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As we face increasing energy costs and the urgent need to address the climate change crisis, it is important for us all to consider how we can make our homes and businesses operate more sustainably.
The science industry is energy intensive, large scale manufacturing plants require a lot of heat and cooling for their processes. The energy used for operational areas such as laboratories and offices can be overlooked in comparison. These are areas which energy savings can be made with careful design considerations.
Fume cupboards offer the scope to reduce wasted energy. These vital pieces of lab equipment can be one of the most consuming in the laboratory. These cabinets are vital for the safety of the users, drawing air out of the room, through the camber and into the atmosphere.
The problem with CAV Fume Cupboards
Typically, fume cupboards are specified with Constant Air Volume (CAV) extraction. These units draw a constant volume of air regardless of sash position. This is achieved either when the sash is open and through the opening or while the sash is closed, via a bypass grill that draws air through the chamber. For a typical set up of 3No. 1500mm fume cupboards with a face velocity of 0.5m/s, 3240m3/hour will be extracted. Which for a typical lab with a floor area of 25m2 means that the entire volume of air in the lab would be replaced 50 times an hour (ACH) or every 1.2 minutes.
This is a considerable rate of air change for a room, especially when you consider that in order for the lab users to be comfortable, the air will have to be heated/cooled to comfort which will use an enormous amount of energy.
There is a solution to this problem. By removing the bypass grill and installing an actuated damper along with some clever controls, it’s possible to vary the volume of air extracted depending on the sash height. This is called a Variable Air Volume extraction system. The system constantly monitors face velocity and aims for a set point, typically 0.5m/s but could be as low as 0.3m/s. As the sash is lowered, the face velocity increases, the control system closes the damper, reducing the volume of the extracted air.
For the same example as earlier, if all sashes were fully open, the full 3240m3/hour would be extracted. If the sashes are closed, this would reduce to 647m3/hour. For the same lab as before, this would reduce the ACH from 50 to 10, which is still suitable for a laboratory environment but saving a considerable amount of conditioned air.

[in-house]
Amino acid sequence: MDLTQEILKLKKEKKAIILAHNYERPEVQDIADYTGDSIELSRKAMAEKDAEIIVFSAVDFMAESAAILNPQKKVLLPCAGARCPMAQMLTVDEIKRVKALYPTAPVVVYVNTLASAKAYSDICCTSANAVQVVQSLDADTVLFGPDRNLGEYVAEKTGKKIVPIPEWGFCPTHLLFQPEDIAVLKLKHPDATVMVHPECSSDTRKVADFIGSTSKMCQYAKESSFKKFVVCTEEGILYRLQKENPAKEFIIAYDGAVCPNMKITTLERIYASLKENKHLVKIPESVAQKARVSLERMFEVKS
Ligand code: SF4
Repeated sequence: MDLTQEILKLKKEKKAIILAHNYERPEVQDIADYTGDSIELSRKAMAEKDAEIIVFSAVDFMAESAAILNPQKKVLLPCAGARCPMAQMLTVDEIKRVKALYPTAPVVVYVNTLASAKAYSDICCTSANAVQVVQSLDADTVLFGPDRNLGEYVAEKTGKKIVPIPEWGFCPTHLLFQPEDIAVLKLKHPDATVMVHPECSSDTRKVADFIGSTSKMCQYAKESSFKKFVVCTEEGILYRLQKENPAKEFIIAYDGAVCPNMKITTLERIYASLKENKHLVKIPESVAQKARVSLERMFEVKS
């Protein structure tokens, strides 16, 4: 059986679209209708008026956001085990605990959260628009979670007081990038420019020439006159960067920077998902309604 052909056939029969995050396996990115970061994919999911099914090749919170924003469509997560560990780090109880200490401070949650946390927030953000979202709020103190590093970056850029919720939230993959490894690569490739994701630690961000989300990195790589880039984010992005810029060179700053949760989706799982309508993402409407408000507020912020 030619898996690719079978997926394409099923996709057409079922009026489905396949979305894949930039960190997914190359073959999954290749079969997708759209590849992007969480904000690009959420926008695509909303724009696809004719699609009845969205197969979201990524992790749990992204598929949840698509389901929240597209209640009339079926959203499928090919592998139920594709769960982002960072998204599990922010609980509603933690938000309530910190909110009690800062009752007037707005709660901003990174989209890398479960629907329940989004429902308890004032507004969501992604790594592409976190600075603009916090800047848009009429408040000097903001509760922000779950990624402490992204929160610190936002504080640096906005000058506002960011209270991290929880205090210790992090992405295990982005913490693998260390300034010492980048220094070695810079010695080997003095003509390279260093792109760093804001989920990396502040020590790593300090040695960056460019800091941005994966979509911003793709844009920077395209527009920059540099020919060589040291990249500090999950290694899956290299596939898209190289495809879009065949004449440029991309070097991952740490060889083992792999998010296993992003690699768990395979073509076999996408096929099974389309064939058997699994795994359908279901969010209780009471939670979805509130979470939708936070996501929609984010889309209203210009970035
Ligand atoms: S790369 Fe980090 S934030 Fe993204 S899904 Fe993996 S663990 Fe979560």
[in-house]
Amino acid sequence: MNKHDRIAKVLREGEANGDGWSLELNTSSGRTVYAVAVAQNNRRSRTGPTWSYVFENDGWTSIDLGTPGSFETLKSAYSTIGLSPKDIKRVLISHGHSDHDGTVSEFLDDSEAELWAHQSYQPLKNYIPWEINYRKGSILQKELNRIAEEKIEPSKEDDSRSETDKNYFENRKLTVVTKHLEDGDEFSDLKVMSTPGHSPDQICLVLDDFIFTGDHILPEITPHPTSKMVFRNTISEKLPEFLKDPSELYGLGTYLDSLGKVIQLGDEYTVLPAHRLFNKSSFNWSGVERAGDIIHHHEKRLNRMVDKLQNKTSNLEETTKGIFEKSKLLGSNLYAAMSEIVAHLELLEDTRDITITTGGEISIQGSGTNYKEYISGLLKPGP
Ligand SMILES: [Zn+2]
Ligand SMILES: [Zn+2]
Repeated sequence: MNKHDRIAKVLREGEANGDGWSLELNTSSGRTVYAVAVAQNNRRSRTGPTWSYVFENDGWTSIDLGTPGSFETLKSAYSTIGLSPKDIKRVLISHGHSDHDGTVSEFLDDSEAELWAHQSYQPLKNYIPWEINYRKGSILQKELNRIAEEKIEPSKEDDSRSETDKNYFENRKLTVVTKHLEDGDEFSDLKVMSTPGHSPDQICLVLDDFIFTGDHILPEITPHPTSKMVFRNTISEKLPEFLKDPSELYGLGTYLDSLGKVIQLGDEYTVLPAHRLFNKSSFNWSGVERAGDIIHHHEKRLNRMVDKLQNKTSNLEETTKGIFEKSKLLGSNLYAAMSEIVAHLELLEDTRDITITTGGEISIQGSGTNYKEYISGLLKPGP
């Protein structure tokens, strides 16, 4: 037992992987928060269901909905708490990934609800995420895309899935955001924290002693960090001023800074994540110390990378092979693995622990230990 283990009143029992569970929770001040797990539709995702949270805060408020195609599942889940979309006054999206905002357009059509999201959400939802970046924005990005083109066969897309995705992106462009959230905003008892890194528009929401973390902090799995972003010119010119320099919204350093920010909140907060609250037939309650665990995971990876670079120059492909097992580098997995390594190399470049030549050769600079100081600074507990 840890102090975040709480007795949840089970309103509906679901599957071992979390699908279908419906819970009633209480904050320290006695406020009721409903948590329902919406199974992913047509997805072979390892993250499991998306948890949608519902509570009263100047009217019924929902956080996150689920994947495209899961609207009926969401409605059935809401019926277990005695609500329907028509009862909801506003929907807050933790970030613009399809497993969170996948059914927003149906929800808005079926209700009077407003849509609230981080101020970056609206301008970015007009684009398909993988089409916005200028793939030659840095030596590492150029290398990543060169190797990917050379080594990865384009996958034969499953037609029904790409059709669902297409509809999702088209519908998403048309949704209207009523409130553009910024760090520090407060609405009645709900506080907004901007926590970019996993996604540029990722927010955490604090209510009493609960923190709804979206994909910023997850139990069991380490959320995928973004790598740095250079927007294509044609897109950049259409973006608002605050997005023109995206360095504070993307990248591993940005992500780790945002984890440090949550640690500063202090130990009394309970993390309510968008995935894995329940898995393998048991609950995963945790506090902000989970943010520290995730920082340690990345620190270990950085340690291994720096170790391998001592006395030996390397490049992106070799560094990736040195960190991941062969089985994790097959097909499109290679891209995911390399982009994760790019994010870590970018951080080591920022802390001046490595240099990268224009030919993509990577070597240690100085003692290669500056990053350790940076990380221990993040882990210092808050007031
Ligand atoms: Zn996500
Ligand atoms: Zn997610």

It is clear to see that switching to a VAV fume cupboard will reduce energy bills and although there is a higher initial capital cost, the operating cost of the fume cupboards will be significantly reduced.
A note on bleed air systems:
There is a problem with turning down the volume on a bank of fume cupboards. The extraction fan is set at a constant speed. As more dampers are closed, the velocity of the air leaving the stack, otherwise known as efflux velocity will be reduced. BS EN 14175-2 requires a minimum of 7m/s but ideally 10m/s. In order to maintain this velocity a “bleed” damper close to the inlet of the fan can be opened and closed controlled by a duct pressure controller. If the VAV dampers are all closed, the duct pressure will increase and in turn the bleed damper will open to reduce the pressure, maintaining the correct discharge velocity.
How we implement this
We use TEL AFA4000/E VAV controller, this is an easy to use controller. Once programmed and commissioned by one of our engineers, there is a single button for operation. The user can cycle through:
- VAV Run
- VAV Max – damper fully open.
- VAV Min – usually 20% closed and alarm deactivated.
Room volume calculated, 5m(W) x 5m(D) x 2.6m(H).
Fume cupboard sash opening 1.2m (W) 0.5m (H)